Shigeko Kubota (1937-2015), lived the life of an artist, a pivotal member of the Fluxus movement and early adopter of video technology – she will be remembered for her unique sculptures that encompassed original video work.
“In a video, time flows frame by frame,” Said Kubota in an INTERVIEW. “If I combine it with a still object, the resulting space will be like a museum, like a pantheon. If it is brought to a public space, it can heal people’s minds[…]”
Kubota began her career as a sculptor and teacher in Tokyo, where her work received little attention. During this time she was exchanging letters with George Macuinas, founder of the Fluxus movement, leading her to move to New York. It was here that Kubota’s career blossomed. Along with artists such as Yoko Ono and Nam Paik June, who would eventually become her husband.
Deeply influenced by the work of Duchamp, she traveled to Toronto to record his piece Reunion using an early video recorder. She used this footage, along with material she collected later to create a series of works cumulatively entitled Duchompomania, including a piece in which Kubota created her own interpretation of Nude Descending Staircase, by building a wooden staircase encompassing three video monitors projecting female nudes.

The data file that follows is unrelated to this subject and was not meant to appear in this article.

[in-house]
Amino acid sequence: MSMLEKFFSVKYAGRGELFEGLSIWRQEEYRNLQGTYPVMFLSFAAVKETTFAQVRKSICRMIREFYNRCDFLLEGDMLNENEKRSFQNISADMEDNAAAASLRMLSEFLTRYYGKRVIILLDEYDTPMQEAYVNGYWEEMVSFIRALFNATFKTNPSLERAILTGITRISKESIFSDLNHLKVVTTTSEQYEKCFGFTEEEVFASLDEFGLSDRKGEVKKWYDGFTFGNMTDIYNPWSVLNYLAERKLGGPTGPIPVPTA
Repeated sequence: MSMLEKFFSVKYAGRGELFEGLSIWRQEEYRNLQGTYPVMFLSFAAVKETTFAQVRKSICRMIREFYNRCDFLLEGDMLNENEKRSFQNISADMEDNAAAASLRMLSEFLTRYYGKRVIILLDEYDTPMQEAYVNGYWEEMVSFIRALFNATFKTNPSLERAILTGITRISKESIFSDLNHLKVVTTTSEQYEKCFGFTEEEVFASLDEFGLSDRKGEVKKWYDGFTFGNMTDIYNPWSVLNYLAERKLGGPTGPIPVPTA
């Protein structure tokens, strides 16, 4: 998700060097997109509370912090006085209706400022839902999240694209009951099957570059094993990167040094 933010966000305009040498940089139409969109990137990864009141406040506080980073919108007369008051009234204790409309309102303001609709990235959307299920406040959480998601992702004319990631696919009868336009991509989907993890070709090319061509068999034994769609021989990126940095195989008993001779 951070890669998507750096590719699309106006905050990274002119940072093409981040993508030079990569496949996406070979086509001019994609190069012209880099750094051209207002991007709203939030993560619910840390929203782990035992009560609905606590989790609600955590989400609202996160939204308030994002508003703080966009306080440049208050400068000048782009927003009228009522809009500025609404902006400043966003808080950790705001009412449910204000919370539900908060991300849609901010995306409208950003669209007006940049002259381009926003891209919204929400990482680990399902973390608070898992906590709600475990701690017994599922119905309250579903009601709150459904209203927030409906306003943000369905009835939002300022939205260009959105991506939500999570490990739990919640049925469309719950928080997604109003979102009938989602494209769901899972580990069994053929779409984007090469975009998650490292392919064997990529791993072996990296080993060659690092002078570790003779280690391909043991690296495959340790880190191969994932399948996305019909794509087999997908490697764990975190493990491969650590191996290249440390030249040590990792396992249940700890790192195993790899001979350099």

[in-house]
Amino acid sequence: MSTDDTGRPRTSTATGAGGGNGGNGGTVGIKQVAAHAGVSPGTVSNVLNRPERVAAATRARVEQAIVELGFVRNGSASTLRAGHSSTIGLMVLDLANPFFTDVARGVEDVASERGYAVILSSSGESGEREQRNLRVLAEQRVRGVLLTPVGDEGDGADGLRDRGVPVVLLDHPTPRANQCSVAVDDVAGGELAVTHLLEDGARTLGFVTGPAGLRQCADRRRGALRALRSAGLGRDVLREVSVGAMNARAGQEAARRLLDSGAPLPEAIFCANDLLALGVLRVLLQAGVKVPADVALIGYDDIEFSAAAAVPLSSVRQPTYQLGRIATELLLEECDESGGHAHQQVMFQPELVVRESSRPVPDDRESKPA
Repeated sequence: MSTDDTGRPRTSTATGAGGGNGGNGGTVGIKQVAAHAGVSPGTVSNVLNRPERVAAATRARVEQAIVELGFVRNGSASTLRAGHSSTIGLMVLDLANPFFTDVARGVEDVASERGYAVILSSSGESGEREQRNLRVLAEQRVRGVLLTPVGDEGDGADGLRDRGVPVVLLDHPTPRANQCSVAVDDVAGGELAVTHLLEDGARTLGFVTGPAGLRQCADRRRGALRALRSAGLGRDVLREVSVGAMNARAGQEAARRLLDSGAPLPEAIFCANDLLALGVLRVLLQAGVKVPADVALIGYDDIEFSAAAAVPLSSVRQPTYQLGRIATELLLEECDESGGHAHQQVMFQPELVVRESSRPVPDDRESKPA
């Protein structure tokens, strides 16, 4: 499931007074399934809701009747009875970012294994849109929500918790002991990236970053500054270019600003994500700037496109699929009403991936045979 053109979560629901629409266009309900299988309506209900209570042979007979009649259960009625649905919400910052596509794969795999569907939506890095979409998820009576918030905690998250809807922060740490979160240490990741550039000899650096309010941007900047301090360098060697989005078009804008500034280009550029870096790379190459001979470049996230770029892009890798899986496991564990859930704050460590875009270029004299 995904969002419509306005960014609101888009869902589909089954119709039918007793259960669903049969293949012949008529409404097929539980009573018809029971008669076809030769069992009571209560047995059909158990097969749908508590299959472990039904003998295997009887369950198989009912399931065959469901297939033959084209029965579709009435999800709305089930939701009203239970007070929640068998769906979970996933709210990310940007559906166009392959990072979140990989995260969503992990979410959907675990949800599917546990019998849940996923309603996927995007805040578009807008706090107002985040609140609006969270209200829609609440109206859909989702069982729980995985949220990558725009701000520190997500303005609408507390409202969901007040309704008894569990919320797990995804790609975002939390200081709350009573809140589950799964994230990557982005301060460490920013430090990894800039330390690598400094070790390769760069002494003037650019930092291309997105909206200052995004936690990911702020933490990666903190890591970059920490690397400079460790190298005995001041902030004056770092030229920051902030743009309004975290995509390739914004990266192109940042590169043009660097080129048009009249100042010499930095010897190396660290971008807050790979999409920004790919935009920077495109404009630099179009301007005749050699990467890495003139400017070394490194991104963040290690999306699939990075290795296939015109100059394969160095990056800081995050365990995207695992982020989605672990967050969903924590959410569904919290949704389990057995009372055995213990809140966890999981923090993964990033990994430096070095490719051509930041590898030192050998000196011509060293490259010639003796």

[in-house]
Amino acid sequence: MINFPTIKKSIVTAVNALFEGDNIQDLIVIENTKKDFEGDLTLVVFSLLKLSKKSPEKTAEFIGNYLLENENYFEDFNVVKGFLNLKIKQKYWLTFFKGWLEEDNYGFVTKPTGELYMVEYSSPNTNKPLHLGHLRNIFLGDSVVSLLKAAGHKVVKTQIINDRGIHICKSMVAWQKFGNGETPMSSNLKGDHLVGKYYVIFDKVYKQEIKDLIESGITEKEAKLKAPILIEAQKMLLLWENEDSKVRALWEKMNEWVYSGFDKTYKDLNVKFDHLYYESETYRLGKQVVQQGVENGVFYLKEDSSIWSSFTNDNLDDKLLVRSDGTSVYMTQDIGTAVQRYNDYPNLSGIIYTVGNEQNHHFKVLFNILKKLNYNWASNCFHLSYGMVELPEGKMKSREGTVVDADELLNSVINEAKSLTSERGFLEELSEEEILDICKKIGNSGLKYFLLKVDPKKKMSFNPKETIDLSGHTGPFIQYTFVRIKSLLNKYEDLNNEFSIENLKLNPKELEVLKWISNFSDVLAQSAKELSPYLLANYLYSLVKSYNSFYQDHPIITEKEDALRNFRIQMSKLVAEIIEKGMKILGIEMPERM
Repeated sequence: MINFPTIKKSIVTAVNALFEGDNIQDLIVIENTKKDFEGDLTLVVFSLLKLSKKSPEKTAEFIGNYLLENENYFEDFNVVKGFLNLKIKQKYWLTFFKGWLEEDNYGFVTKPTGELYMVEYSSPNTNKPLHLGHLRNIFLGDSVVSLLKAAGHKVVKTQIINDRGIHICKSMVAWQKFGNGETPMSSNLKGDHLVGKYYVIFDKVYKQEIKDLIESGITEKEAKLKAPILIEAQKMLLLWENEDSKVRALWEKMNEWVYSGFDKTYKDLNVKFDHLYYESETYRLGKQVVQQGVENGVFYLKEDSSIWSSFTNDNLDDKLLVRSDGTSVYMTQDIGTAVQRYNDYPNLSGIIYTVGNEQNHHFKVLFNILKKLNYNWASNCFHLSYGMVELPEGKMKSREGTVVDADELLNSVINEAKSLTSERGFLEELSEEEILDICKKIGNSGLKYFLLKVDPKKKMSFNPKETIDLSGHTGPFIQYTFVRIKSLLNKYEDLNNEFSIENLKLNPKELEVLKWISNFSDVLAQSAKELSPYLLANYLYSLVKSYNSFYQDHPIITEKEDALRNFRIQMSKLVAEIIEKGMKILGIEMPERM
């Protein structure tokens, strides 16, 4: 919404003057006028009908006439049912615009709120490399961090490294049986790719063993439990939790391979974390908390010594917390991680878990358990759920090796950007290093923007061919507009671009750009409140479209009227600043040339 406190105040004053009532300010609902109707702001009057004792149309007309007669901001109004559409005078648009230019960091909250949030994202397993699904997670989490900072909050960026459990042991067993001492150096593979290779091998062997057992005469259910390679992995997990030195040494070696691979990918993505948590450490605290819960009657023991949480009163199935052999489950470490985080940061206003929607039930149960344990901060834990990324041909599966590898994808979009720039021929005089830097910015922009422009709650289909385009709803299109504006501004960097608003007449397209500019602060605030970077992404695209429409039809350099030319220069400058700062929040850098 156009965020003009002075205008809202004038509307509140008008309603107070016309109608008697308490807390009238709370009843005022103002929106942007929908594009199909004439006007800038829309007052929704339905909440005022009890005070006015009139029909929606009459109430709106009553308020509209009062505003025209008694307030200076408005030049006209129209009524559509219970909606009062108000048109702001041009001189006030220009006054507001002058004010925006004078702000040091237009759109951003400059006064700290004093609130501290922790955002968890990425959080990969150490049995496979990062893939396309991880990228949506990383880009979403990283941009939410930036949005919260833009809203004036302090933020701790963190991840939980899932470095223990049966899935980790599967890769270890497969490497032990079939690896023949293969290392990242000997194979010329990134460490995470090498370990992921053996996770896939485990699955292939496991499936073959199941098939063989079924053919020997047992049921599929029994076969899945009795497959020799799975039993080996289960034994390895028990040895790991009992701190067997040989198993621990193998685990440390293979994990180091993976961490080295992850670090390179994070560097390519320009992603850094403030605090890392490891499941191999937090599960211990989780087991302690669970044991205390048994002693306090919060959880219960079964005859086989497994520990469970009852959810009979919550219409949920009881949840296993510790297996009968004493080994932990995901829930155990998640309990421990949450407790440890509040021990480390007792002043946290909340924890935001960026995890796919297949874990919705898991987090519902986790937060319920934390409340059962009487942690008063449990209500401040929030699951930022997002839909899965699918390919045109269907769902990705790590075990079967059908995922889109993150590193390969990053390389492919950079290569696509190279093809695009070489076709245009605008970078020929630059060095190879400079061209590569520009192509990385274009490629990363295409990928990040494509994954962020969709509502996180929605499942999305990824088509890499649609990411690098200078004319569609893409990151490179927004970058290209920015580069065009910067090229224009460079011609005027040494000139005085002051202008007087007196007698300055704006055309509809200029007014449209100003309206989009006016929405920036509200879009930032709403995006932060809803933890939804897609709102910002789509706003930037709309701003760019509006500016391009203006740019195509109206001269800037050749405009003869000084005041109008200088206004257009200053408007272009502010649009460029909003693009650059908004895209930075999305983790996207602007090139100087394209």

Although some scholars see Kubota’s dialogue with male artists in the western cannon, particularly abstract expressionists such as Jackson Pollock and Yves Klien, as a feminist gesture, Kubota resisted the label.
“People can put me in the feminist category all they want, but I don’t think I can make any real contribution other then my work as an artist” SAID KUBOTA.
Her performance piece Vagina Painting from 1965 is a strong statement about her stance as a woman in the art world, in which she attached a paintbrush to the back of her skirt and dripped red paint while squatting over a large piece of paper. Vagina Painting was a direct response to Yves Klein’s series “Anthropometry” in which he used the bodies of women as “living paintbrushes,” and to the male dominated realm of abstract expressionism more generally. This controversial and absurdist take on abstract expressionism solidified Kubota’s place as queen of Fluxus.
Throughout her career, Kubota’s interests and artistic focus ran the gamut. Through video she explored subject matter ranging from her relationship with Buddhism to her husband’s battle with cancer, but her work maintained the balance between personal and envelope-pushing content. She will be remembered for being at the forefront of technological incorporation into sculpture, as well as her bold and personal approach to art making as facilitated by the medium of video.